Short excerpts to discuss two debates and controversies on British imperialism

  • Half the world, Conquered and Peopled in a Fit of Absence of Mind? (John Sealey, The Expansion of England, London, 1883)
  • Reluctant Imperialists? (Pr.H.C. Mathew,  »The Liberal Age, 1851-1914 » in K. O. Morgan (Ed.), The Oxford History of Britain, vol. 5: The Modern Age, 1851-1987, Oxford University Press, 1992).

Reluctant Imperialists?

[…] The British did not as a whole look for increased direct imperial authority […] Indeed, in the old areas of white settlement, they successfully sought to devolve authority, passing the Dominion of Canada Act in 1867 and the Commonwealth of Australia Act in 1900. Yet the last forty years of the century saw the annexation of vast areas of land in Africa, the Far East, and the Pacific. In 1851, Britain was the world’s trader, with an overwhelming dominance of world shipping, which continued even when Britain’s dominance in manufactured goods was declining after 1870. British interests were thus to be found wherever there was trade, even though British imperial authority might not be formally present […] In East and Central Africa, the first European presence was often religious, as evangelical medical missionaries such as David Livingstone preached the gospel, healed the sick, and exposed the inhumanity of the inland slave trade […] In addition to this huge and largely informal network of trade was the centre-piece of India, `the chief jewel in the imperial crown’, now no longer so profitable, but the assumed focal point of British thinking about security outside the European context. Following the Indian mutiny of 1857-8, the old East India Company was wound up, and its territories came under direct British administration. In 1876, at the express wish of the queen, an Act was passed at Westminster which declared her `Empress of India’.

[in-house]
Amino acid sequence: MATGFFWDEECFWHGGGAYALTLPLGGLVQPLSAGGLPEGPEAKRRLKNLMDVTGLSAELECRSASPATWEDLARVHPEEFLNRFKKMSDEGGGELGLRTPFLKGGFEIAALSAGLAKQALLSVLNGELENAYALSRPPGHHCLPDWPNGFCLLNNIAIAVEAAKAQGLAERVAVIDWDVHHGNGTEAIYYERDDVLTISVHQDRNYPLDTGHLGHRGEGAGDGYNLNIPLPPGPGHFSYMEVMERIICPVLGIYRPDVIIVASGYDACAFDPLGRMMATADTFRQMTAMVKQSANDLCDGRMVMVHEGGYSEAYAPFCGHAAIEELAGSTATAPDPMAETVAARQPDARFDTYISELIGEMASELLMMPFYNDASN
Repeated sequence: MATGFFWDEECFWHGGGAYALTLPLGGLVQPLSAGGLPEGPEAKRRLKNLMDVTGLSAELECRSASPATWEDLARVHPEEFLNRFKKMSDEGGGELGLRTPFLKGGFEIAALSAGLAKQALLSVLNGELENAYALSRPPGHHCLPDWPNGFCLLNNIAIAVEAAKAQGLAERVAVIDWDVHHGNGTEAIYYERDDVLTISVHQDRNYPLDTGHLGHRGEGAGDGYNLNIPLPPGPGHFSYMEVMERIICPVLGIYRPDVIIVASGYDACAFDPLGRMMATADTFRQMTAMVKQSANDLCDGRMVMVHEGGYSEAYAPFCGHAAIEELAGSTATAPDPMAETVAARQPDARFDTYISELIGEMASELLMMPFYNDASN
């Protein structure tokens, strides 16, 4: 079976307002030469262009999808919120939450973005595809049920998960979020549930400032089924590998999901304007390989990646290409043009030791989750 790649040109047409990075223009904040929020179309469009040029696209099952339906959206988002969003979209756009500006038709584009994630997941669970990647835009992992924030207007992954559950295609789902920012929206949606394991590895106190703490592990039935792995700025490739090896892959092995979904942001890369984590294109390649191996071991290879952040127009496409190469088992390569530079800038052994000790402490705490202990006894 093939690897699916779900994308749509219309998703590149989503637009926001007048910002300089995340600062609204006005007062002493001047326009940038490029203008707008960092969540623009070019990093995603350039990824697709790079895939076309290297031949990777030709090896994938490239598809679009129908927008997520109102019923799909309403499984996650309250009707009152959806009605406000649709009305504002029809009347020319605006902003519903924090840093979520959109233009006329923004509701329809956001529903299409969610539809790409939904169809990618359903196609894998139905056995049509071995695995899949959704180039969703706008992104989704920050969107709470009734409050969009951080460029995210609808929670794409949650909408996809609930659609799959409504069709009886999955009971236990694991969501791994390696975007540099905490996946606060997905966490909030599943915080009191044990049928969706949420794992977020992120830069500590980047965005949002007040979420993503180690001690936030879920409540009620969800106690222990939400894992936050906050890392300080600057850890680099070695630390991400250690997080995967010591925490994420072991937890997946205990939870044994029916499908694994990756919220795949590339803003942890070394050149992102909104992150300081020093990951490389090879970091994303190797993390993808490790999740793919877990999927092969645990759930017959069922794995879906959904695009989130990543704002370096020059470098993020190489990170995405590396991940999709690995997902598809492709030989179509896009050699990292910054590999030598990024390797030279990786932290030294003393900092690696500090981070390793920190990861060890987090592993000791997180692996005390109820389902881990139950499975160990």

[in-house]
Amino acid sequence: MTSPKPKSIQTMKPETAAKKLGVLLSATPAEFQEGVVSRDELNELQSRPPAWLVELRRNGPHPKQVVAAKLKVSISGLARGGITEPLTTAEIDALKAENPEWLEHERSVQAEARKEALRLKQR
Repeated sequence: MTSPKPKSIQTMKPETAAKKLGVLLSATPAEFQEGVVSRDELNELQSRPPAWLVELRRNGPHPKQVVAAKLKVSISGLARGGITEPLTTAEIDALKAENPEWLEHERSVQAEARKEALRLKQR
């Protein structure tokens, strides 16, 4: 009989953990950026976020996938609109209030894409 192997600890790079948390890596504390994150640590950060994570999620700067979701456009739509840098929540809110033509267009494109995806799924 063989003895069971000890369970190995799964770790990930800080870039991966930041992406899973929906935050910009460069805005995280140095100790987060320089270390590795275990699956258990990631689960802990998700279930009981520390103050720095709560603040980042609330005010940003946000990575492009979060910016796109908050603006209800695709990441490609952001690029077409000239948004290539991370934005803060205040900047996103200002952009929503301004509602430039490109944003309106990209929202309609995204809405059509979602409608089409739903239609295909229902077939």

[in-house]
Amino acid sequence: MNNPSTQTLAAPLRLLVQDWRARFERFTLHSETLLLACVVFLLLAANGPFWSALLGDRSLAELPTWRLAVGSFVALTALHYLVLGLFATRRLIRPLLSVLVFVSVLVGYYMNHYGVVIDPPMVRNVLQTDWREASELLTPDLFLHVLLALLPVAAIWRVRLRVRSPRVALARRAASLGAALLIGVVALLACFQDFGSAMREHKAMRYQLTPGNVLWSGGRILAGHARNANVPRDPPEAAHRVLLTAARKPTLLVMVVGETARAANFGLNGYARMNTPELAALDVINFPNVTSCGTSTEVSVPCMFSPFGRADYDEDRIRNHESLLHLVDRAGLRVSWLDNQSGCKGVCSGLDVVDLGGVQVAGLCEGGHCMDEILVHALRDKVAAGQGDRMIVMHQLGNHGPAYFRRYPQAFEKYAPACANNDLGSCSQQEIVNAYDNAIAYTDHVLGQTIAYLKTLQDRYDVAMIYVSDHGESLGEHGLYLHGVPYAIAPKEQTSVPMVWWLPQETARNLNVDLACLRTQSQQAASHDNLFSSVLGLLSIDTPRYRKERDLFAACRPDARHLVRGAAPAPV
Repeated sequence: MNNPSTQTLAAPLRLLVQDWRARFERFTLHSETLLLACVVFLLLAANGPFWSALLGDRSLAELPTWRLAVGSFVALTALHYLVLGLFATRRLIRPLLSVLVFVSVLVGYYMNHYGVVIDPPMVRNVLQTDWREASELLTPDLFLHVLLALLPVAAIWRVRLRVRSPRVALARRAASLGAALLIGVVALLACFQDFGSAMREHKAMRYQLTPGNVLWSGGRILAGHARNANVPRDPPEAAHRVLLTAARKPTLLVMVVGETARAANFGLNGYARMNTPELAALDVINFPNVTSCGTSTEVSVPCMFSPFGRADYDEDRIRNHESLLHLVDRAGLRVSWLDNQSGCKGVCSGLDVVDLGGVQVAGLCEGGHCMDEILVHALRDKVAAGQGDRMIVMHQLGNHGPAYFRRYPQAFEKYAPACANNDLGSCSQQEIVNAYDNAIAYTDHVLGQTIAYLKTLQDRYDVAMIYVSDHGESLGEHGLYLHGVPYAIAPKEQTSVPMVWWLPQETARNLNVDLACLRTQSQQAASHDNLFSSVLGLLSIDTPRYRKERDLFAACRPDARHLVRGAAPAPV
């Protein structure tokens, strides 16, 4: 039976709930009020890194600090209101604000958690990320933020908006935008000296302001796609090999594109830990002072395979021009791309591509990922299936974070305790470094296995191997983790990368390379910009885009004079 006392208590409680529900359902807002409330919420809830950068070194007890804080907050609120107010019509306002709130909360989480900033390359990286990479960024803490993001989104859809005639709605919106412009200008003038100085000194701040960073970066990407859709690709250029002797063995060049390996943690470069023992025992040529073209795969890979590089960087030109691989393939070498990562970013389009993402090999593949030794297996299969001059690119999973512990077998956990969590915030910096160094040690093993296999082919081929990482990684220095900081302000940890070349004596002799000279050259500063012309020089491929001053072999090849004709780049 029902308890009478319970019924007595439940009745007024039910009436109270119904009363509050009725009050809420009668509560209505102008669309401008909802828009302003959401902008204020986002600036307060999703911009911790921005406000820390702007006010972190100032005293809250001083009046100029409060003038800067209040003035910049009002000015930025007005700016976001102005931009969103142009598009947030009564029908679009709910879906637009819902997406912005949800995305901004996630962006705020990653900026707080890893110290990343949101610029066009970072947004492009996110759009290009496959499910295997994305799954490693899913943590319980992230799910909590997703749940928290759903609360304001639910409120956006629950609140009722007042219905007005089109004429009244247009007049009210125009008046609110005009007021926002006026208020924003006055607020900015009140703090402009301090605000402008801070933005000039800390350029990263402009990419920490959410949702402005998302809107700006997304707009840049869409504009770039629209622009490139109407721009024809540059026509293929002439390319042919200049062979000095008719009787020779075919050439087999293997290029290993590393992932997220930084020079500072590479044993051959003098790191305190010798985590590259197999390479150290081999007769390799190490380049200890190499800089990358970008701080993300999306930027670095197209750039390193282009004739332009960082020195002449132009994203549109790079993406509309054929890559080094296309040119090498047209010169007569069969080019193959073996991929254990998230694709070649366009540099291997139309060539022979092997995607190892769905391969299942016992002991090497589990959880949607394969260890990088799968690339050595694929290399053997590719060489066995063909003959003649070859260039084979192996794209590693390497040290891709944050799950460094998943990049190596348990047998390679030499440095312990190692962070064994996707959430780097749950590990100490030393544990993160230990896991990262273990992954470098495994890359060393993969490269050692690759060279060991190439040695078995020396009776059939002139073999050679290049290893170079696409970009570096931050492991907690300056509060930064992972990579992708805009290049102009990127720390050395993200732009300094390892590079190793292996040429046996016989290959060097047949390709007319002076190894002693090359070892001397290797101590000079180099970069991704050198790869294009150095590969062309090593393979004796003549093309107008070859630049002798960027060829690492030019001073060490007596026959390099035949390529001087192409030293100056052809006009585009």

To safeguard India, and the route to that subcontinent,various annexations were made. In the vicinity, Burma and Malaysia were annexed, largely at the urging of the government of India in Calcutta, which conducted its own programme of imperialism with the systematic approach characteristic of everything it did, and quite dissimilar to […] London. On the route, Egypt and the Sudan came under British control, and imperial expansion in East and South Africa was at least partly affected by Indian considerations.

H.C. Mathew,  »The Liberal Age, 1851-1914 » in K. O. Morgan (Ed.), The Oxford History of Britain, vol. 5: The Modern Age, 1851-1987, Oxford University Press, 1992, p. 43.


Half the world, Conquered and Peopled in a Fit of Absence of Mind?

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